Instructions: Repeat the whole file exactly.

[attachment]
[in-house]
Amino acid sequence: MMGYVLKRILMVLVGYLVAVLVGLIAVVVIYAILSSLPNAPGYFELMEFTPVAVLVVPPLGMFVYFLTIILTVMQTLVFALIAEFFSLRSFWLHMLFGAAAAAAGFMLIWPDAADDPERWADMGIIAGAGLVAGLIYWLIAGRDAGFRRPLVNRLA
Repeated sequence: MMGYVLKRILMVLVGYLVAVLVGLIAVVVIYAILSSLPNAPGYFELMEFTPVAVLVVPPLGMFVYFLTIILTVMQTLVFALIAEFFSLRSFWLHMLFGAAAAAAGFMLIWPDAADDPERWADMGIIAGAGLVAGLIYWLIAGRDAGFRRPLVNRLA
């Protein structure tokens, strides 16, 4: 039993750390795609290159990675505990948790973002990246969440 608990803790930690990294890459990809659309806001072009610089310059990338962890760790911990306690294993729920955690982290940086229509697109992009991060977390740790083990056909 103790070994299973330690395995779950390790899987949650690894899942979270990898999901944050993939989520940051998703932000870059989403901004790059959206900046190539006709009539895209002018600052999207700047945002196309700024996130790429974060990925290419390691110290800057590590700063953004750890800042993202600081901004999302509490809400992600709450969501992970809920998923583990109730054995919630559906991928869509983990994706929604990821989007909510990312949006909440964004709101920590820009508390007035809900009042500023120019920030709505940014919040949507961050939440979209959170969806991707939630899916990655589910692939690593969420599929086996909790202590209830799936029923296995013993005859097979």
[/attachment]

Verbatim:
[in-house]
Amino acid sequence: MMGYVLKRILMVLVGYLVAVLVGLIAVVVIYAILSSLPNAPGYFELMEFTPVAVLVVPPLGMFVYFLTIILTVMQTLVFALIAEFFSLRSFWLHMLFGAAAAAAGFMLIWPDAADDPERWADMGIIAGAGLVAGLIYWLIAGRDAGFRRPLVNRLA
Repeated sequence: MMGYVLKRILMVLVGYLVAVLVGLIAVVVIYAILSSLPNAPGYFELMEFTPVAVLVVPPLGMFVYFLTIILTVMQTLVFALIAEFFSLRSFWLHMLFGAAAAAAGFMLIWPDAADDPERWADMGIIAGAGLVAGLIYWLIAGRDAGFRRPLVNRLA
């Protein structure tokens, strides 16, 4: 039993750390795609290159990675505990948790973002990246969440 608990803790930690990294890459990809659309806001072009610089310059990338962890760790911990306690294993729920955690982290940086229509697109992009991060977390740790083990056909 103790070994299973330690395995779950390790899987949650690894899942979270990898999901944050993939989520940051998703932000870059989403901004790059959206900046190539006709009539895209002018600052999207700047945002196309700024996130790429974060990925290419390691110290800057590590700063953004750890800042993202600081901004999302509490809400992600709450969501992970809920998923583990109730054995919630559906991928869509983990994706929604990821989007909510990312949006909440964004709101920590820009508390007035809900009042500023120019920030709505940014919040949507961050939440979209959170969806991707939630899916990655589910692939690593969420599929086996909790202590209830799936029923296995013993005859097979």